Joel Mayward wrote: : In fact--and I need to revisit Black Panther before saying this is a fact--but I believe the film doesn't use the language of "black" or "white" in the way I used it above. Again, I'll need to rewatch it, but I don't think the Wakandans call themselves "black," but I do think Erik Killmonger might, which again raises the African/American dynamic mentioned above in the thread. That's a detail I'll definitely be looking for next time I see the film, too. I *think* I can remember Killmonger talking to T'Challa about "your people" or maybe even "people who look like you", but I can't remember if he explicitly uses the word "black" (except, of course, in reference to the title character). : Peter, this is tangential to the film, but I'm curious: when you bring up that you are "Mennonite" in the discussion of race, what do you mean by this? Is "Mennonite" considered a race? An ethnicity? A culture? A society? A denomination? A theological strand? Yes, to all of the above (except maybe "race"). It's kind of like being "Jewish". Are we talking about genetic ancestry (my Oma had our family tree memorized back to the 18th century, and my mother has entire books that have been written about the families of the Ukrainian and Paraguayan villages that her family came from -- noting, among other things, that my grandparents were third-cousins to each other, and one of my uncles is third-cousins with his wife, etc. -- as the saying goes, when you meet a fellow Mennonite, the question is not *whether* you are related to each other but *how* you are related)? Are we talking about cultural traits, such as food (farmer sausage!) and clothing and specific linguistic dialects (Yiddish for Jews, Plautdietsch for Mennonites)? Are we talking about distinctive theological beliefs? It all depends on the context. : As an American and as a non-Mennonite by name/birth/culture, but (mostly) Anabaptist in my theology, I was still made to feel like I was inherently an outsider due to my last name and my American origins. Fascinating. I've always felt like a borderline insider/outsider, because my British father was an only child, so all of the family gatherings I've gone to throughout my life have been with the Mennonite side of the family -- but my branch of the family was the only one in which no one spoke German (except for my mother), so I often felt left out of the conversations. : So, I'm curious if a parallel is being made here between Mennonites and, say, Jews and Judaism in blurring the lines between religion and ethnicity.  Fascinating. I swear, I wrote my comments above before I had even read this sentence! It's an analogy people do make from time to time. (Back in the '90s, I was talking to a Jewish publicist about a movie that depicted shtetl life, and I mentioned that I had always wanted to be Jewish when I was a kid (partly because I was a big Fiddler on the Roof fan), and when I mentioned that my mother was Mennonite -- and had been born in eastern Europe, no less -- the publicist said, "That's close enough.")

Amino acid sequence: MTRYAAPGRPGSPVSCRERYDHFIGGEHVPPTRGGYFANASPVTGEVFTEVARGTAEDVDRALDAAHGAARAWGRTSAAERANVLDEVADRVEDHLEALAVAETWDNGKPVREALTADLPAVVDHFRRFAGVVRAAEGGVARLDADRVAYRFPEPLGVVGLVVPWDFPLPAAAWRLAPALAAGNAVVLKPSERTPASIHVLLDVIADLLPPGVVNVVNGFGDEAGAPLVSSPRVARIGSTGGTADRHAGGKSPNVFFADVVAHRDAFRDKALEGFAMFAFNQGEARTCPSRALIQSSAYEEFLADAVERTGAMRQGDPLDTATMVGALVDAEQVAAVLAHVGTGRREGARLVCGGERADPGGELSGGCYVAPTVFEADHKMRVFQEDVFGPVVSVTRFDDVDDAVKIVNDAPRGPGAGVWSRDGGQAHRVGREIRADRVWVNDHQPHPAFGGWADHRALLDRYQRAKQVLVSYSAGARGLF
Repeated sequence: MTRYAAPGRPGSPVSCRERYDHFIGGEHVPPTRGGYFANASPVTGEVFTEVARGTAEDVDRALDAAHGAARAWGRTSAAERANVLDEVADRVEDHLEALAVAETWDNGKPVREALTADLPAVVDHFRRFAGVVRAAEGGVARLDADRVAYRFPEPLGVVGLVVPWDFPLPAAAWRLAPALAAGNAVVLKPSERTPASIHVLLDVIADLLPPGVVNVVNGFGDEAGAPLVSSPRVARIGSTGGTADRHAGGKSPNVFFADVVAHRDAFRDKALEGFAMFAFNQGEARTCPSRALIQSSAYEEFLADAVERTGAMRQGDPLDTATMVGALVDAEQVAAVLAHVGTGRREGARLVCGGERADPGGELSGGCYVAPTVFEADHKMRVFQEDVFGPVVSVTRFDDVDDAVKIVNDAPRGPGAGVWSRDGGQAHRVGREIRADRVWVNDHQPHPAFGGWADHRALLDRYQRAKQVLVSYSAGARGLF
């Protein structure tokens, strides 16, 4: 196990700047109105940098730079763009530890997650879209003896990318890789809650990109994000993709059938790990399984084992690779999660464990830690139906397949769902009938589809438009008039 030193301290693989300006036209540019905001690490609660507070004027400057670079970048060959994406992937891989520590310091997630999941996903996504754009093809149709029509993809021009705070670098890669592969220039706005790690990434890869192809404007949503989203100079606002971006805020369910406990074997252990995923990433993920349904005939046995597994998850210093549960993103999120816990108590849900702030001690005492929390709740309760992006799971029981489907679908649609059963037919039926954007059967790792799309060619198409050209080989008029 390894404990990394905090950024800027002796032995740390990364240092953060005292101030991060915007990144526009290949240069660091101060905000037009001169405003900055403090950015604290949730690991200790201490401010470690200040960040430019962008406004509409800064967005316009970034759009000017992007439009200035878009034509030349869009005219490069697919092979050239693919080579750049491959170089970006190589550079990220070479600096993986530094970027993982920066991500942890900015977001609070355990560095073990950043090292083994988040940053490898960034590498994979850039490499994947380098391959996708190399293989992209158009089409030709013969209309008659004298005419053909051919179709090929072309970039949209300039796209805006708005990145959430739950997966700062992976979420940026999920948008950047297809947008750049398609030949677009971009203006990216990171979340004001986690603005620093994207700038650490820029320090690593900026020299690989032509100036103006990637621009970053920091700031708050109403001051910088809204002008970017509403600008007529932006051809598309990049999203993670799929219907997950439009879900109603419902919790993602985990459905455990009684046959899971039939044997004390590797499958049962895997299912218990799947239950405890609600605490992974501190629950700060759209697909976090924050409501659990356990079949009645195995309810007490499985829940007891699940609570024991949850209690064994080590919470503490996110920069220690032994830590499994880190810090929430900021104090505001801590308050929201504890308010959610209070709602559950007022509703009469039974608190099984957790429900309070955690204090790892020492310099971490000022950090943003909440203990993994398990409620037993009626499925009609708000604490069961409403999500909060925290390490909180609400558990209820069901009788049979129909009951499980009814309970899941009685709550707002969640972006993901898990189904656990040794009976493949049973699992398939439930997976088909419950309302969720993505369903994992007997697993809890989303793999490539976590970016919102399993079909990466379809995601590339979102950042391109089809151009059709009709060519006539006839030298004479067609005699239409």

17. Peter T Chattaway